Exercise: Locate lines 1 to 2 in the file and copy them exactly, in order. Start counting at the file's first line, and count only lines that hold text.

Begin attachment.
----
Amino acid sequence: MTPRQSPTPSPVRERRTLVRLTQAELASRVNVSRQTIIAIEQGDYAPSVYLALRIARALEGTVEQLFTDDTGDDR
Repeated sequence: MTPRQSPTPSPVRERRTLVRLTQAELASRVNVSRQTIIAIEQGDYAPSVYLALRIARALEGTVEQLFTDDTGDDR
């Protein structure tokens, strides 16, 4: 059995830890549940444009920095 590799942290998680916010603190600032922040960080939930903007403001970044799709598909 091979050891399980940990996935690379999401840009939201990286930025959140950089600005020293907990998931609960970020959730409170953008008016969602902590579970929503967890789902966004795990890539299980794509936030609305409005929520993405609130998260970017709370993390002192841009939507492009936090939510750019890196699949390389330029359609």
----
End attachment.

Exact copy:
Amino acid sequence: MTPRQSPTPSPVRERRTLVRLTQAELASRVNVSRQTIIAIEQGDYAPSVYLALRIARALEGTVEQLFTDDTGDDR
Repeated sequence: MTPRQSPTPSPVRERRTLVRLTQAELASRVNVSRQTIIAIEQGDYAPSVYLALRIARALEGTVEQLFTDDTGDDR